Our church has been exploring a series for Advent on “Jesus and the Community of Creation,” looking at some of the overlooked players in the birth story of Jesus. In the second week of Advent, we’ve been looking at the birth story from the perspective of the hay, and I wrote this poem as a reflection on its place in welcoming Jesus.
QUESTIONS FOR THE HAY
What did it feel like to be a resting place for Jesus?
To follow Mary’s womb
as the second member of Creation
that hosted the Lord of hosts,
held his small, brown frame
freshly covered in blood, vernix, and lanugo?
Was his head disproportionately big-
as if the Mind of God were too vast
to be contained by human form
and would flop over if not supported by your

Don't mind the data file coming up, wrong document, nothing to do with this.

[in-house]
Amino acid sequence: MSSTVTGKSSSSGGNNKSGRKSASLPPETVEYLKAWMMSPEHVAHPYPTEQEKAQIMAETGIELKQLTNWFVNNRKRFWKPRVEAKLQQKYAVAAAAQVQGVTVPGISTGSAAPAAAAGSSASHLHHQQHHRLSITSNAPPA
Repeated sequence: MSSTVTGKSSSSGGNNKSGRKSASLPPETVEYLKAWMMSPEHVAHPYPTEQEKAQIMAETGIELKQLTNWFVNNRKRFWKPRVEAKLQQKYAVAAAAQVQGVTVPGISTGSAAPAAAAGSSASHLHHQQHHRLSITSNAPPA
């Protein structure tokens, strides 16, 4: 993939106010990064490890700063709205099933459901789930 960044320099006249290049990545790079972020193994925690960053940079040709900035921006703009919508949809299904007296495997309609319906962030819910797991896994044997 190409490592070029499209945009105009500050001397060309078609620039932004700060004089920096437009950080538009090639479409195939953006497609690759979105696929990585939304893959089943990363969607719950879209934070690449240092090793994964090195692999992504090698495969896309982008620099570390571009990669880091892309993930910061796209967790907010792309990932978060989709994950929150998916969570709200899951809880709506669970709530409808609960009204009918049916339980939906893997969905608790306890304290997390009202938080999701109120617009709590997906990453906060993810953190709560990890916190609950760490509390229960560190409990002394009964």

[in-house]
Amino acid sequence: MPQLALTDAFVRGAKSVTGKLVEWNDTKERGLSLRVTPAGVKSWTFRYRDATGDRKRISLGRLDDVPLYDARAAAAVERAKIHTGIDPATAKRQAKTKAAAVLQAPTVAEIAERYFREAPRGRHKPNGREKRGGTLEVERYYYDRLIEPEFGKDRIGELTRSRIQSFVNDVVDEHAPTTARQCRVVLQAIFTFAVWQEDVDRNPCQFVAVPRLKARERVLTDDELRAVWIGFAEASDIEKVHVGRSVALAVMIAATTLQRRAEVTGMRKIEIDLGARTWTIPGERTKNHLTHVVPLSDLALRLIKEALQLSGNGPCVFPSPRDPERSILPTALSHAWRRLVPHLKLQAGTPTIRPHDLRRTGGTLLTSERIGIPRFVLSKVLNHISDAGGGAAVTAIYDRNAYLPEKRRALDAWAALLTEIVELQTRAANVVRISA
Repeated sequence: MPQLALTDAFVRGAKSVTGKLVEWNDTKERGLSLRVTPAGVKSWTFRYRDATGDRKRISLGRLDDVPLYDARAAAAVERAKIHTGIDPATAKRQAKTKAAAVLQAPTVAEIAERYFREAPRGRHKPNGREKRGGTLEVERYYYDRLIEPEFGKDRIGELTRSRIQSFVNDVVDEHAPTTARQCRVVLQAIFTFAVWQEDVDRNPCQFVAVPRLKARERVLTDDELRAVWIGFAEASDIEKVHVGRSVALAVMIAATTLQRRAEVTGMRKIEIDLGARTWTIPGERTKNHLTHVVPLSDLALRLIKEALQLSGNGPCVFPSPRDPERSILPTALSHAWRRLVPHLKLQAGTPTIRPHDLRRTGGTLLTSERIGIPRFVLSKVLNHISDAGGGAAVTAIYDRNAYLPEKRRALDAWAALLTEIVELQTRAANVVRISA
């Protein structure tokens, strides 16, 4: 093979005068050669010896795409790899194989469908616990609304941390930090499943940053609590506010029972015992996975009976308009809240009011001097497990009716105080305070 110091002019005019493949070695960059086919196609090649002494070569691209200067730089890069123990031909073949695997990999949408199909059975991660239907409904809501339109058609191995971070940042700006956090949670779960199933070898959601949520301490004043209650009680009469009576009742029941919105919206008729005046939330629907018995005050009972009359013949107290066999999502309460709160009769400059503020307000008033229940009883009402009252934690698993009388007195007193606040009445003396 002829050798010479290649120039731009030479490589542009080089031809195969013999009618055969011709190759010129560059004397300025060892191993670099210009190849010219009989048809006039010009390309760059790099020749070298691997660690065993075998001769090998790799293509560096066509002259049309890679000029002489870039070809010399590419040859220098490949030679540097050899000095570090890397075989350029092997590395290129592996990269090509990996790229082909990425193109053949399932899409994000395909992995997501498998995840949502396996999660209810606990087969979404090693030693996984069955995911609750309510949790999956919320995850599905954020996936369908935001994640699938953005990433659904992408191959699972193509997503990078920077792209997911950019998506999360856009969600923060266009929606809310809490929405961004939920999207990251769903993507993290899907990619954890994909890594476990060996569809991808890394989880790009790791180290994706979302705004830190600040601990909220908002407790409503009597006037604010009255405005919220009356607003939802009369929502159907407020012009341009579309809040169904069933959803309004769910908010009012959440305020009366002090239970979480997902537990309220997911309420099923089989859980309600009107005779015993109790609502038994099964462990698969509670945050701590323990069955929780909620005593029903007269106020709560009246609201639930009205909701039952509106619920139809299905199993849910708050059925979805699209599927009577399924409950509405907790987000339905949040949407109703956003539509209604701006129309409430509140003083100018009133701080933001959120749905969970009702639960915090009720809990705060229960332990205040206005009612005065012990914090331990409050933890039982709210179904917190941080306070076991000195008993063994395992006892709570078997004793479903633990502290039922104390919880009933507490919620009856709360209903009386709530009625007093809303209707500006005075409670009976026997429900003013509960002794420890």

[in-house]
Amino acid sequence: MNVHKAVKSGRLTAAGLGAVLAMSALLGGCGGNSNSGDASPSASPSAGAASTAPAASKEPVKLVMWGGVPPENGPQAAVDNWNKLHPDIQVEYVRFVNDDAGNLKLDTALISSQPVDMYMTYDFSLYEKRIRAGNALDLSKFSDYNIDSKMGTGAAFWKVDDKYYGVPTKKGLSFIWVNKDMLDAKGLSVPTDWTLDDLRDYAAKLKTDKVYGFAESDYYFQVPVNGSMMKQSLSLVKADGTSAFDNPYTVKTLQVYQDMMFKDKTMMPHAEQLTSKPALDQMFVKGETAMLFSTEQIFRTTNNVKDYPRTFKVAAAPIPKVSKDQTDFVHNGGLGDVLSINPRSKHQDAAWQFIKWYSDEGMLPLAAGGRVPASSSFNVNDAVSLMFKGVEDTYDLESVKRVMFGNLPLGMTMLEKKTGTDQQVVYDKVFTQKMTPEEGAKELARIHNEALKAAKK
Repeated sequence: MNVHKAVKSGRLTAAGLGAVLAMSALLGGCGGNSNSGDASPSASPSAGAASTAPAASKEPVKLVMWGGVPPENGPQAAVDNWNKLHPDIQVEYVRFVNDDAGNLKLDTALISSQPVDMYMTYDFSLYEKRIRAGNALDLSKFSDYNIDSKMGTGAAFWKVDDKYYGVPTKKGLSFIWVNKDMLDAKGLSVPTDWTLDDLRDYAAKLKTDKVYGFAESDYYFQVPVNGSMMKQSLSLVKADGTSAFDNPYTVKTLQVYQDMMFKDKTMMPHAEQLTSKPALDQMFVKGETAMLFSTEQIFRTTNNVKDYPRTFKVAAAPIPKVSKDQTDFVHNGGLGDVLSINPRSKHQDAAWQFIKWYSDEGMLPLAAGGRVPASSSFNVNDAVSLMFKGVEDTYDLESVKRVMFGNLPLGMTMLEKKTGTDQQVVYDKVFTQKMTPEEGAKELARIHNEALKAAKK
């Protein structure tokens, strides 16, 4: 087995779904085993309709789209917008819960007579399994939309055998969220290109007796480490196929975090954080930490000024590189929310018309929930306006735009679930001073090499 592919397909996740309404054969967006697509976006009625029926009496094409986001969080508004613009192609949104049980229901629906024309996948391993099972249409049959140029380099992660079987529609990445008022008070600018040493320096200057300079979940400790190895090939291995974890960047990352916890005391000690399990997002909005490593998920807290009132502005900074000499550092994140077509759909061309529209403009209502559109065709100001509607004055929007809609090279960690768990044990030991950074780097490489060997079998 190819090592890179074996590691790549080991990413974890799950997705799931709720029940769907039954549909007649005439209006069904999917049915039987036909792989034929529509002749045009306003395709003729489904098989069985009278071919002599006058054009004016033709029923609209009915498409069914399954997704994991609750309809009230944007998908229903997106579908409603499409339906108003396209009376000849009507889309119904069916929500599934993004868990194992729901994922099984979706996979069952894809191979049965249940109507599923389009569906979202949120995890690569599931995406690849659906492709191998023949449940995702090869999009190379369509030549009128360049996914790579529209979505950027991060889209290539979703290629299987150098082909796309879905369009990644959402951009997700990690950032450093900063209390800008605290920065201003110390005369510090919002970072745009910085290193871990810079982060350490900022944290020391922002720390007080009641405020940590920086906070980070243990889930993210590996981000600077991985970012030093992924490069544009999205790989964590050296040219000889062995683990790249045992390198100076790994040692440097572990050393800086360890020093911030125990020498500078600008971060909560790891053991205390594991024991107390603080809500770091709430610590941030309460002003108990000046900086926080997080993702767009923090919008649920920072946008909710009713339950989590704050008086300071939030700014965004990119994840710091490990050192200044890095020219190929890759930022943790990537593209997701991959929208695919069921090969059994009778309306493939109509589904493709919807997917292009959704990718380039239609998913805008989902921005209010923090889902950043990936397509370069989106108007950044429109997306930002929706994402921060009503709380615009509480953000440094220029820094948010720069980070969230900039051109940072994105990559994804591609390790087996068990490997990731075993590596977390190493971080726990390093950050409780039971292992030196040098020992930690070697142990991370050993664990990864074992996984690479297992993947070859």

soft, foraged blooms?
Or was it perfectly proportioned-
round and bright,
like a halo in the dark night?
What did his cries sound like?
Were they loud and sharp,
high-pitched expulsions echoing through time and space
to emphatically announce God’s arrival on earth?
Or were they soft and low,
rolling in harmony with the bellowing cows
and bleating lambs-
the fist worshippers to greet our King?
What filled the atmosphere around you
at the event of his birth?
Was the air electric,
charged with the delight of miracle,
the energy of heaven,
the fulfillment of promise?
Or was everything quiet and reverent,
slowed and rendered speechless
by the tiny, infant King?
Was it both? And all? And so much more?
What was it like to know that your existence
to realize that your presence was all that was needed
to welcome the Divine?